Lymphomatoid Papulosis

Lymphomatoid Papulosis

C. Cameron Yin, MD, PhD

Lymphomatoid papulosis (LyP), type C. A dense lymphoid infiltrate fills the dermis and is composed of medium to large atypical cells with frequent mitoses image. This lesion spontaneously regressed.

Immunohistochemical study for CD30 in a case of LyP type C. Strong and uniform CD30(+) is characteristic of LyP and sheets of CD30(+) cells support type C. This lesion spontaneously regressed.



  • Lymphomatoid papulosis (LyP)


  • Primary cutaneous CD30(+) T-cell lymphoproliferative disorder

    • This term also includes cutaneous anaplastic large cell lymphoma (C-ALCL)


  • Chronic, self-healing and recurrent skin lesions characterized by erythematous papules/nodules on trunk and extremities

  • Composed of large atypical cells in marked inflammatory background

  • Initially described by Macaulay as “a continuing self-healing eruption, clinically benign, histologically malignant”



  • Suggested factors

    • Viral infection, reduced immunosurveillance

    • Chronic antigenic stimulation, direct oncogenic effect of immunosuppressive drugs

  • Outbreaks may be triggered by stress or illness

  • TNFR-associated factor-1 and cutaneous lymphocyte antigen (E-selectin ligand) are highly expressed in LyP



  • Age

    • Median: 45 years (wide age range, including children)

  • Gender

    • Male to female ratio = 2-3:1


  • Trunk and extremities most common

  • Genital and oral mucosa can be rarely involved


  • Papular, papulonodular, or nodular skin lesions at different stages of development

    • Clusters or disseminated; ± ulceration

  • Individual skin lesions spontaneously regress within 3-12 weeks

    • After resolution, superficial scars can remain; hypo-or hyperpigmented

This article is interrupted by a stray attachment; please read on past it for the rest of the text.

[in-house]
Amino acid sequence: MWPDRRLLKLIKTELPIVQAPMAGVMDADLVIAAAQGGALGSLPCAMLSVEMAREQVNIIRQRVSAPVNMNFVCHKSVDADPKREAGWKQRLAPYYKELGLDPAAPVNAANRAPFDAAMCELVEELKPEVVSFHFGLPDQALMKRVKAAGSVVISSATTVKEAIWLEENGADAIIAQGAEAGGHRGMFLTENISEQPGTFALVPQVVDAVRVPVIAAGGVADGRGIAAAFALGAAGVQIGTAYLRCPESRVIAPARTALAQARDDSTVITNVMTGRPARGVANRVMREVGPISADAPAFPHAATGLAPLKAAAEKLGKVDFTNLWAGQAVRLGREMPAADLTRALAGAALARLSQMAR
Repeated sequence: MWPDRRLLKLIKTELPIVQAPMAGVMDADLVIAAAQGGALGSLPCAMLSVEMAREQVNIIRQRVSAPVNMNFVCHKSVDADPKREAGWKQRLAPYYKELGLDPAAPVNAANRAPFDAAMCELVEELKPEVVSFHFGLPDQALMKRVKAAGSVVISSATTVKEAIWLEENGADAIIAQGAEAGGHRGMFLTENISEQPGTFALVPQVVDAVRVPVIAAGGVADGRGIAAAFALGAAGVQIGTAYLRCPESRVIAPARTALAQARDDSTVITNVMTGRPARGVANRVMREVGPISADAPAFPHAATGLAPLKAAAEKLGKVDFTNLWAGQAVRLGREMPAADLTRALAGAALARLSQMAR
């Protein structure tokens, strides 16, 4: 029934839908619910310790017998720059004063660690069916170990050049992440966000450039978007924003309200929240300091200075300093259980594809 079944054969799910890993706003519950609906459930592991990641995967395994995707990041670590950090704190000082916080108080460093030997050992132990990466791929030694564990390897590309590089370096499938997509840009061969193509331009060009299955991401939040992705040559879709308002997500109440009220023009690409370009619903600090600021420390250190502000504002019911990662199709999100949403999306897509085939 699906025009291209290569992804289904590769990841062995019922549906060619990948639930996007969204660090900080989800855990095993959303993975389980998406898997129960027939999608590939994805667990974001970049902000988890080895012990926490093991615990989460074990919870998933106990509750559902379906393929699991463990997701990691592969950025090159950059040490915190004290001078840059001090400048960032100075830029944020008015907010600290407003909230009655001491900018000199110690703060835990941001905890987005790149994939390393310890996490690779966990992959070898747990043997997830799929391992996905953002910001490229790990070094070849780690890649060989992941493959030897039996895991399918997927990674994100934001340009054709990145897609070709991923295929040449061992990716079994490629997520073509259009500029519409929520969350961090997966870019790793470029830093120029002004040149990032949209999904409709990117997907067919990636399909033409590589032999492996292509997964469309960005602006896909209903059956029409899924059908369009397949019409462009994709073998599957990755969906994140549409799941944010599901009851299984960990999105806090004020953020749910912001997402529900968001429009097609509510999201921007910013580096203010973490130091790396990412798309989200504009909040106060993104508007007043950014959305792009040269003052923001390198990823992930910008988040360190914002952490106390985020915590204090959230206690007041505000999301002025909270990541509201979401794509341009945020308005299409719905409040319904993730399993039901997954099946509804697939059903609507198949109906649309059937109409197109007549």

• Waxing and waning clinical course; can persist for decades

  • LyP usually remains confined to skin

    • Can disseminate to regional lymph nodes

    • Very rarely disseminates elsewhere


  • No specific therapy for most patients; follow-up with attention to skin lesion changes or development of lymphadenopathy

  • Therapy options include

    • Surgical removal ± irradiation or low-dose methotrexate for skin-restricted disease

    • Multiagent chemotherapy for extracutaneous lesions


  • Excellent

    • 10-year disease-specific survival of ˜ 100%

  • Spontaneous regression in > 40% of patients

  • 10-20% of patients develop a 2nd lymphoma

    • Mycosis fungoides (MF), C-ALCL, or classical Hodgkin lymphoma

  • LyP patients have increased risk for nonlymphoid cancers


Histologic Features

  • Typically wedge-shaped lesion involving dermis

  • Epidermis is usually sparsely infiltrated and often ulcerated

  • 4 histologic types have been recognized, which represent a spectrum of disease

    • Arbitrarily designated as A, B, C, and D

  • Type A is most common

    • Scattered large atypical Reed-Sternberg-like cells

    • Numerous inflammatory cells including small lymphocytes, histiocytes, neutrophils, and eosinophils

  • Type B is uncommon (< 10%)

    • Simulates MF with epidermotropism and band-like dermal infiltrate

      • Composed of small to medium-sized lymphoid cells with cerebriform nuclei

      • Cannot be distinguished from MF by histology or immunophenotyping alone

      • Unlike MF, type B LyP usually regresses spontaneously

  • Type C

    • Large clusters or sheets of large atypical lymphoid cells with relatively few admixed inflammatory cells

    • Cannot be distinguished from C-ALCL by histology or immunophenotyping alone

    • Type C LyP is smaller (usually < 10 mm) than C-ALCL and spontaneously regresses over time

  • Type D has been recently described

    • Characterized by marked epidermotropism and CD8(+)



  • Types A and C

    • Large atypical cells are CD30(+), ALK(-)

    • Small lymphocytes are T cells

      • CD2(+), CD3(+), CD5(+), CD7 often (-); CD4(+), CD8(-)

    • Frequent expression of cytotoxic proteins: TIA-1, granzyme B, &/or perforin

  • Type B: Small cells with cerebriform nuclei are CD3(+), CD4(+), CD8(-), CD30(-)

    • Occasionally LyP has CD8(+) immunophenotype

      • More common in children

  • Type D: Atypical lymphocytes are CD30(+), CD3(+), CD4(-), CD8(+)

Jul 8, 2016 | Posted by in PATHOLOGY & LABORATORY MEDICINE | Comments Off on Lymphomatoid Papulosis

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